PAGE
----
Search form

Proposed Amendment to New York Alcoholic Beverage Control Law Affects Hotels in State

By Alissa M. Yohey and Thomas Buchan
  • January 29, 2018

New York Governor Andrew Cuomo has proposed language in his budget amending the definition of a “Hotel” under the state Alcoholic Beverage Control (“ABC”) Law Section 3(14) to eliminate the requirement for hotels to have a restaurant in the building of the hotel.

Currently, in order for a hotel to qualify for a “Hotel” liquor license in New York, there must be a restaurant within the building in which the hotel is located (the restaurant does not have to be part of the hotel, just in the same building).

Under existing ABC Law Section 3(27), a restaurant is defined as:

[A] place which is regularly and in a bona fide manner used and kept open for the serving of meals to guests for compensation and which has suitable kitchen facilities connected therewith, containing conveniences for cooking an assortment of foods, which may be required for ordinary meals, the kitchen of which must, at all times, be in charge of a chef with the necessary help, and kept in a sanitary condition with the proper amount of refrigeration for keeping of food on said premises and must comply with all the regulations of the local department of health…. “Meals” shall mean the usual assortment of foods commonly ordered at various hours of the day; the service of such food and victuals only as sandwiches or salads shall not be deemed a compliance with this requirement.

Hotels with just a “market” or “suite shop” in the lobby, but no restaurant, are not currently eligible for a Hotel liquor license in New York (since there was no restaurant in the hotel building). Those hotels have traditionally obtained “Tavern Wine” or “On-Premises Bar” liquor licenses, which allow only for the sale, service, and consumption of alcohol in “market” or “suite shop” areas of the hotel.
 
The proposed legislation removes the requirement that there be a restaurant in the hotel. Under the proposed legislation, in order to qualify for a “Hotel” liquor license, the hotel need only have:

[F]ood available for sale or service to its customers for consumption on the premises in the hotel or in a restaurant or other food establishment located in the same building as the hotel. The availability of sandwiches, soups and other foods, whether fresh, processed, pre-cooked or frozen, shall be deemed in compliance with this requirement.

If the proposed changes are signed into law, hotels that have only a “market” or “suite shop” in the lobby of the hotel will be able to obtain a hotel liquor license, thus allowing guests to purchase alcohol in the “market” or “suite shop” and take the alcohol back to their guest room or other areas of the hotel.

We will be monitoring this legislation and will provide updates on its progress. For more information on hospitality law or government affairs, please contact your Jackson Lewis attorney.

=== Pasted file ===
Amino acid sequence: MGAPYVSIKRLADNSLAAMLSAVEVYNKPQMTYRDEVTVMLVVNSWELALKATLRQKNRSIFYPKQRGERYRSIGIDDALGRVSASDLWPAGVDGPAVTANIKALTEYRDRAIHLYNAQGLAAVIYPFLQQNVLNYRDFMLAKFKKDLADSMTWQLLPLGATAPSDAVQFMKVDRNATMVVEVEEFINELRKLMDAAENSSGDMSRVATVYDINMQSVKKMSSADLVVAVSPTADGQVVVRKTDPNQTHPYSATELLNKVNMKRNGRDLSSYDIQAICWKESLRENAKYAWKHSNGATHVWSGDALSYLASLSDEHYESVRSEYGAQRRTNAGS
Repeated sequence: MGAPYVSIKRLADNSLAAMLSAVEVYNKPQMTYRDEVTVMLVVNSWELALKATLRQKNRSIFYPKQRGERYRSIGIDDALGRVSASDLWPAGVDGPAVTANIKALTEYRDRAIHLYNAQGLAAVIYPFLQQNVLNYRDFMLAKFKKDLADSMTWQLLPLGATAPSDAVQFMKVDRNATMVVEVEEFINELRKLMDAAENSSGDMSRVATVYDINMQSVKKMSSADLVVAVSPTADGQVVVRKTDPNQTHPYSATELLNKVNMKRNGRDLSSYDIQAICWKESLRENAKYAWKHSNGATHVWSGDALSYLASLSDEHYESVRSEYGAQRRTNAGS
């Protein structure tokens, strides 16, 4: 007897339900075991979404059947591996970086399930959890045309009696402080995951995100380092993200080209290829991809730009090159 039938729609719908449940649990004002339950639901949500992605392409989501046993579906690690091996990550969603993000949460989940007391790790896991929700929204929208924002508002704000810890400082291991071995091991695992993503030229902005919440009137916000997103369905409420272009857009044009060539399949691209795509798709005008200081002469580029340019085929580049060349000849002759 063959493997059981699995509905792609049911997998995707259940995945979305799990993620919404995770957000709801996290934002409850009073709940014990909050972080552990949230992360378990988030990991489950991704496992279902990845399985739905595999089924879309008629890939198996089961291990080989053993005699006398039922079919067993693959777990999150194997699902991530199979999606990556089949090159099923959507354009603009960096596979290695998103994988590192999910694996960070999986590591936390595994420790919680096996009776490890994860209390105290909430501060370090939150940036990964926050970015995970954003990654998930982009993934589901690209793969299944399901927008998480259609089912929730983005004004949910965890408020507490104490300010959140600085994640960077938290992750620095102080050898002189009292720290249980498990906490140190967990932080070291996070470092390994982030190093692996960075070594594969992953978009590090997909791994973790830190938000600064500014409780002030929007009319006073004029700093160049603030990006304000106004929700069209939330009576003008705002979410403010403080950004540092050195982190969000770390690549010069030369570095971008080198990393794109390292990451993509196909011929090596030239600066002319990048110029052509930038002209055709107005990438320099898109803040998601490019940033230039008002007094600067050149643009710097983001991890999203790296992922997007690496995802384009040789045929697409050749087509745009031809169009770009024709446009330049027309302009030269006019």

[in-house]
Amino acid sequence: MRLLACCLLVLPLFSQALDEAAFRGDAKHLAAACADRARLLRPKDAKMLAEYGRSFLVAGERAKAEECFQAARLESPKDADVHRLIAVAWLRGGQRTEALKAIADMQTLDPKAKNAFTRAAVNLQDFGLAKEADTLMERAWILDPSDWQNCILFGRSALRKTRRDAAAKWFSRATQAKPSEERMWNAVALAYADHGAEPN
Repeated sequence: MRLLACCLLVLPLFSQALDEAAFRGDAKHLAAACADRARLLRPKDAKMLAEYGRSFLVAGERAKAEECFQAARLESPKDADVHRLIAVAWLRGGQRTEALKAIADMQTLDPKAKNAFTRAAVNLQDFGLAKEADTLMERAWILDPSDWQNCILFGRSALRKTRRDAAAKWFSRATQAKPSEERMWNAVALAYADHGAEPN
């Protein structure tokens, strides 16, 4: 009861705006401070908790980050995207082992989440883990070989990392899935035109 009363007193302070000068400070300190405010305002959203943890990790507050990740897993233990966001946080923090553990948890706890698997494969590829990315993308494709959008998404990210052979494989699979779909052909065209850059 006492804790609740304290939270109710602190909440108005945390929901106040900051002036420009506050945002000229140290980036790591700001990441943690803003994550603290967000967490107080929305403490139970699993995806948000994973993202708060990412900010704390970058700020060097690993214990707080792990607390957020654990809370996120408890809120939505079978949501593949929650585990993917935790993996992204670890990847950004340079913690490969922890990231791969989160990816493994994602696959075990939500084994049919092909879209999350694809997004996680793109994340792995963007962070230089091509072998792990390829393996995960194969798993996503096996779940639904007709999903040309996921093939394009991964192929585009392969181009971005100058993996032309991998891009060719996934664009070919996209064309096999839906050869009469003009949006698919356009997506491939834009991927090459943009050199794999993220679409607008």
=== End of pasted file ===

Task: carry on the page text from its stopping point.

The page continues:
©2018 Jackson Lewis P.C. This material is provided for informational purposes only. It is not intended to constitute legal advice nor does it create a client-lawyer relationship between Jackson Lewis and any recipient. Recipients should consult with counsel before taking any actions based on the information contained within this material. This material may be considered attorney advertising in some jurisdictions. Prior results do not guarantee a similar outcome.

Reproduction of this material in whole or in part is prohibited without the express prior written consent of Jackson Lewis P.C., a law firm with more than 900 attorneys in major cities nationwide serving clients across a wide range of practices and industries. Having built its reputation on providing premier workplace law representation to management, the firm has grown to include leading practices in the areas of government relations, healthcare and sports law. For more information, visit www.jacksonlewis.com.

See AllRelated Articles You May Like

February 1, 2019

New York Legislative Update — 2019 Starts With a Roar

February 1, 2019

The New York State Legislature gaveled in for the 2019-2020 Legislative Session on January 9, 2019, with Democrats in control of all three chambers of New York State government for the first time since the 2008-2009 session. As expected, the Democrats are flexing their muscles and progressive legislation traditionally stalled in a... Read More

January 23, 2019

U.S. House Committee to Focus on Workforce Protections

January 23, 2019

Signaling a renewed emphasis on workforce protections at the opening of the 116th Congress, the U.S. House of Representatives has changed the name of its committee with jurisdiction over labor matters back to the Committee on Education and Labor. It was called the Committee on Education and the Workforce when Republicans held the... Read More

January 7, 2019

2019: The Year Ahead for Employers

January 7, 2019

Over the past year, state and local governments responded in a variety of ways to national policy, and the midterm elections painted a picture of what’s in store for employers in 2019 and beyond. Jackson Lewis’ annual report outlines upcoming issues, trends, legislation and regulations employers need to be aware of in the coming year... Read More

Related Practices